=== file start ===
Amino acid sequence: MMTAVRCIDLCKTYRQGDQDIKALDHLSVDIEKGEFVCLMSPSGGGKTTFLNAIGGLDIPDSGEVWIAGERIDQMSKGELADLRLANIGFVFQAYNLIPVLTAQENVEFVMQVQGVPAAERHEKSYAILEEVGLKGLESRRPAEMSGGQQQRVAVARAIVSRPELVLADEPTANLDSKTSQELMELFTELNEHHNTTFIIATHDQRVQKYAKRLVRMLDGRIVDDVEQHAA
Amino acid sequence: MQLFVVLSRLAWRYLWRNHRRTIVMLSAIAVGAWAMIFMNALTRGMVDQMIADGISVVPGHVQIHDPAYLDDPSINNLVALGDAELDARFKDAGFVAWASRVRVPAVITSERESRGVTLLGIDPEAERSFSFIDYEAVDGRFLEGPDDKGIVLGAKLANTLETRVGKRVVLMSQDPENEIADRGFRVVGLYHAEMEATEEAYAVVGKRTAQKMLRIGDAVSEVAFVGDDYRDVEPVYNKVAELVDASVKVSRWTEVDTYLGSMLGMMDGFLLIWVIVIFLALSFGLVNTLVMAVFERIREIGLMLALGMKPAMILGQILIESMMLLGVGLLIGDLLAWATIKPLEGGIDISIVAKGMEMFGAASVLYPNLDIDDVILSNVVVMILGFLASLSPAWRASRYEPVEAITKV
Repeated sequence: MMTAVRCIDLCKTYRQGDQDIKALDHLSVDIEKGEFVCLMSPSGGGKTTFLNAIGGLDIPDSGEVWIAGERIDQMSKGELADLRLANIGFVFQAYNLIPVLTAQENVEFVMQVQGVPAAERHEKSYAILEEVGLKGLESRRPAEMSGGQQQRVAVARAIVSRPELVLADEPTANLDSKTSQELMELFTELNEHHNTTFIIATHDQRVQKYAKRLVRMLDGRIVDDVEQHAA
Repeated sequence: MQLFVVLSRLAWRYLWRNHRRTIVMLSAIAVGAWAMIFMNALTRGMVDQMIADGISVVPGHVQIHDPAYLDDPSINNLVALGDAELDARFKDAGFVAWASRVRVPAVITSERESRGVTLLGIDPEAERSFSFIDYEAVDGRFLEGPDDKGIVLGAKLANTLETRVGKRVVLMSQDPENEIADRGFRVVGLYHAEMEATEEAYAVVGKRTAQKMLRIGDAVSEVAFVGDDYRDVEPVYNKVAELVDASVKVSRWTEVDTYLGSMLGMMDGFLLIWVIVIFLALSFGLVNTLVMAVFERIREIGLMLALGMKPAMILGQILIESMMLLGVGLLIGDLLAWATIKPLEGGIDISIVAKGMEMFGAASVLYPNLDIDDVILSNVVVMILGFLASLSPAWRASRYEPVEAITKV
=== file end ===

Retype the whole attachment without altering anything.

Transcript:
Amino acid sequence: MMTAVRCIDLCKTYRQGDQDIKALDHLSVDIEKGEFVCLMSPSGGGKTTFLNAIGGLDIPDSGEVWIAGERIDQMSKGELADLRLANIGFVFQAYNLIPVLTAQENVEFVMQVQGVPAAERHEKSYAILEEVGLKGLESRRPAEMSGGQQQRVAVARAIVSRPELVLADEPTANLDSKTSQELMELFTELNEHHNTTFIIATHDQRVQKYAKRLVRMLDGRIVDDVEQHAA
Amino acid sequence: MQLFVVLSRLAWRYLWRNHRRTIVMLSAIAVGAWAMIFMNALTRGMVDQMIADGISVVPGHVQIHDPAYLDDPSINNLVALGDAELDARFKDAGFVAWASRVRVPAVITSERESRGVTLLGIDPEAERSFSFIDYEAVDGRFLEGPDDKGIVLGAKLANTLETRVGKRVVLMSQDPENEIADRGFRVVGLYHAEMEATEEAYAVVGKRTAQKMLRIGDAVSEVAFVGDDYRDVEPVYNKVAELVDASVKVSRWTEVDTYLGSMLGMMDGFLLIWVIVIFLALSFGLVNTLVMAVFERIREIGLMLALGMKPAMILGQILIESMMLLGVGLLIGDLLAWATIKPLEGGIDISIVAKGMEMFGAASVLYPNLDIDDVILSNVVVMILGFLASLSPAWRASRYEPVEAITKV
Repeated sequence: MMTAVRCIDLCKTYRQGDQDIKALDHLSVDIEKGEFVCLMSPSGGGKTTFLNAIGGLDIPDSGEVWIAGERIDQMSKGELADLRLANIGFVFQAYNLIPVLTAQENVEFVMQVQGVPAAERHEKSYAILEEVGLKGLESRRPAEMSGGQQQRVAVARAIVSRPELVLADEPTANLDSKTSQELMELFTELNEHHNTTFIIATHDQRVQKYAKRLVRMLDGRIVDDVEQHAA
Repeated sequence: MQLFVVLSRLAWRYLWRNHRRTIVMLSAIAVGAWAMIFMNALTRGMVDQMIADGISVVPGHVQIHDPAYLDDPSINNLVALGDAELDARFKDAGFVAWASRVRVPAVITSERESRGVTLLGIDPEAERSFSFIDYEAVDGRFLEGPDDKGIVLGAKLANTLETRVGKRVVLMSQDPENEIADRGFRVVGLYHAEMEATEEAYAVVGKRTAQKMLRIGDAVSEVAFVGDDYRDVEPVYNKVAELVDASVKVSRWTEVDTYLGSMLGMMDGFLLIWVIVIFLALSFGLVNTLVMAVFERIREIGLMLALGMKPAMILGQILIESMMLLGVGLLIGDLLAWATIKPLEGGIDISIVAKGMEMFGAASVLYPNLDIDDVILSNVVVMILGFLASLSPAWRASRYEPVEAITKV